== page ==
Can you imagine how people would be reacting if last night's game meant something?

Wednesday, September 16, 2009

Idiots, Idiots, Idiots

Though we're all by now aware that the Mets were eliminated from any chance of postseason contention on Sunday night (not that there was much of a chance anyway, but when you're alive, there's always some faint degree of hope), the Mets still had to go out and play their 18 remaining games on the schedule. 18, being 1 more than that 17-game crucible that has submarined their past two seasons to the point where I referred to it not simply as a game, but "Idiot Time," last year. Unfortunately, Idiot Time seems to have spread over the entire season this year, so now, the real Idiot time is sort of like a coronation of Idiocy.

It started with a bang last night in a game where, by all rights, the Mets should have been no-hit by Tommy Hanson. If there was any justice for him (and don't think this is me somehow actually sticking up for a Braves player, it's more a comment on the state of the Mets), those 2 hits from Murphy would have been errors or he just wouldn't have gotten them, and the other 2 Met hits, however they came about, would have been errors or walks or whatever as well. It happened once earlier this season, when AJ Burnett took a No-Hitter into the 5th inning, that part of me started to root for the Mets to get no-hit. Again, it's not because I want to see this guy throw a no-hitter, or because I'm all of a sudden against the Mets, it's because this is what the Mets deserve. The more embarrassing this gets, the more likely it becomes that the major changes that need to happen will happen.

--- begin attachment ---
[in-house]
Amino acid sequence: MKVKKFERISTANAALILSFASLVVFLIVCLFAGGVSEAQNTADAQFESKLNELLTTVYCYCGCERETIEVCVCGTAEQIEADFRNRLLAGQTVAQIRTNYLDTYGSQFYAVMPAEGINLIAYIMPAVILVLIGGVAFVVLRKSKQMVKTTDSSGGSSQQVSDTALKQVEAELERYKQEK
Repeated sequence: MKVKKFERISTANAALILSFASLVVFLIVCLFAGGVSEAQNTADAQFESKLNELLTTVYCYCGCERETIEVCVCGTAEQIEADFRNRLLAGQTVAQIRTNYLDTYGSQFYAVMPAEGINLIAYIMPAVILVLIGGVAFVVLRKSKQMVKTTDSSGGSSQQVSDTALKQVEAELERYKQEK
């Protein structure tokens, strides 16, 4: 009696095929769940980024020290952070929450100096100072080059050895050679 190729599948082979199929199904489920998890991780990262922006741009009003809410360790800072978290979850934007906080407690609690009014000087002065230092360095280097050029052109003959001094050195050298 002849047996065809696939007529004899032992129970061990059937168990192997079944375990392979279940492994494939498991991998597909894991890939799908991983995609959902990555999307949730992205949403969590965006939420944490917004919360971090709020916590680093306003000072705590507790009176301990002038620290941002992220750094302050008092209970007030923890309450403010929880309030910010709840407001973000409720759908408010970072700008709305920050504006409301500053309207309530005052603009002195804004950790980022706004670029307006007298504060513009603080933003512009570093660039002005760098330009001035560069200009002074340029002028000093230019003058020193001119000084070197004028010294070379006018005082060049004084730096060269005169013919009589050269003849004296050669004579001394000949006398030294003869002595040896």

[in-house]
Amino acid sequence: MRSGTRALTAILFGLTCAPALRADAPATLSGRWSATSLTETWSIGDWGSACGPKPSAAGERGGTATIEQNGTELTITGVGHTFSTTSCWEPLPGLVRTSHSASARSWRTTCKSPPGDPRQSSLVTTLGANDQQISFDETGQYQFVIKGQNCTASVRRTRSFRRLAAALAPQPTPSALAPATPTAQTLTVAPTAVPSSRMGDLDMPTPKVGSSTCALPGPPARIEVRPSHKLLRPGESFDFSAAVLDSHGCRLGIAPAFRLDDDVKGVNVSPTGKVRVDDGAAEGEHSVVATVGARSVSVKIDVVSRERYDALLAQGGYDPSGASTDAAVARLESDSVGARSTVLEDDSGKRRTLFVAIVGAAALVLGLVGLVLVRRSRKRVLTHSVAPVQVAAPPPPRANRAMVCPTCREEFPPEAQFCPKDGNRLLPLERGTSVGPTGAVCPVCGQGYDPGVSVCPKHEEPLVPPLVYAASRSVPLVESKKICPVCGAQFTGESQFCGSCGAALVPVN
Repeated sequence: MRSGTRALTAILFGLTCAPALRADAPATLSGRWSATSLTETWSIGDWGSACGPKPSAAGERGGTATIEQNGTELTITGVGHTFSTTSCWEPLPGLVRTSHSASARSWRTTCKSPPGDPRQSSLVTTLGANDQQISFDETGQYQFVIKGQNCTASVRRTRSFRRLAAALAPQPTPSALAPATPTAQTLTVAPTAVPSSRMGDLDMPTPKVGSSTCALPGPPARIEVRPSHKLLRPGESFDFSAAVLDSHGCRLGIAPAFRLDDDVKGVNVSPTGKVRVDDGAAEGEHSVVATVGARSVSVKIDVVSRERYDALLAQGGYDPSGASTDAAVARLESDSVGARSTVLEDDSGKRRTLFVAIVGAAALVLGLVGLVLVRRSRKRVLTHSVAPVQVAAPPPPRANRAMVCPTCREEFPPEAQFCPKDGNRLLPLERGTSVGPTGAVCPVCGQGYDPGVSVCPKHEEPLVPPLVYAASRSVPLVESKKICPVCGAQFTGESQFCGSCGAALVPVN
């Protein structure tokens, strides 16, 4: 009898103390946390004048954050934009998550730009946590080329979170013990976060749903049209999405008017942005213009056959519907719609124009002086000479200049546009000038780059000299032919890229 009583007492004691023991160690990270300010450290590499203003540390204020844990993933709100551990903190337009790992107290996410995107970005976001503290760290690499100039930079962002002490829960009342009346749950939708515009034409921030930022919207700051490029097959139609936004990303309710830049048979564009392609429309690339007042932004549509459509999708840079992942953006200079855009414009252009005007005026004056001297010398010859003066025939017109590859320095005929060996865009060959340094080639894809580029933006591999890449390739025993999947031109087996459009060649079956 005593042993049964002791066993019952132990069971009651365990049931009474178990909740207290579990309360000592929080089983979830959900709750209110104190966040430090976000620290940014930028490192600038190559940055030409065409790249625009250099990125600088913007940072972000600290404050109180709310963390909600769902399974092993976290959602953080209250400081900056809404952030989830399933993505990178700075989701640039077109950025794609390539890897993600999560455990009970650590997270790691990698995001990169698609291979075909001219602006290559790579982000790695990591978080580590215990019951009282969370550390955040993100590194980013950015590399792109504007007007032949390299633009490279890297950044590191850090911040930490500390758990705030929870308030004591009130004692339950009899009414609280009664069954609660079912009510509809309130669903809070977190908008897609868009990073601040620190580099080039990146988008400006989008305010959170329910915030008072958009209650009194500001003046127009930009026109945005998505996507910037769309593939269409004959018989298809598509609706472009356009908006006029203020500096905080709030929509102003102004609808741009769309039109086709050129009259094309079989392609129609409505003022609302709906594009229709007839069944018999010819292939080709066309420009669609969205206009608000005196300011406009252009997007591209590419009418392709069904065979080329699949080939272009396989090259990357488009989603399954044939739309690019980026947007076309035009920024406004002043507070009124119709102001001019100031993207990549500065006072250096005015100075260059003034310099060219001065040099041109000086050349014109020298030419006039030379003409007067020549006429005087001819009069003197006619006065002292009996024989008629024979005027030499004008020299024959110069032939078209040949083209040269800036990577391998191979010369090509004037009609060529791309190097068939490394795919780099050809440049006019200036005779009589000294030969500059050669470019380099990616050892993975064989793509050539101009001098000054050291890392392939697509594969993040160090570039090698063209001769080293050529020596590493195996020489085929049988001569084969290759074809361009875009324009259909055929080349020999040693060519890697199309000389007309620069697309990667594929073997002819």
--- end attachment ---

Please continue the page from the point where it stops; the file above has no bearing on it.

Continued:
In the words of Jerry Manuel, "A-Ha-Ha-Ha-Ha-Ha-Ha!"

Saturday, September 12, 2009

The Shot Heard by No One

Had this been a meaningful game, I probably would have torn away from my obligations on the hideous rock we know as Staten Island and found my way to a TV at 4pm once the game began.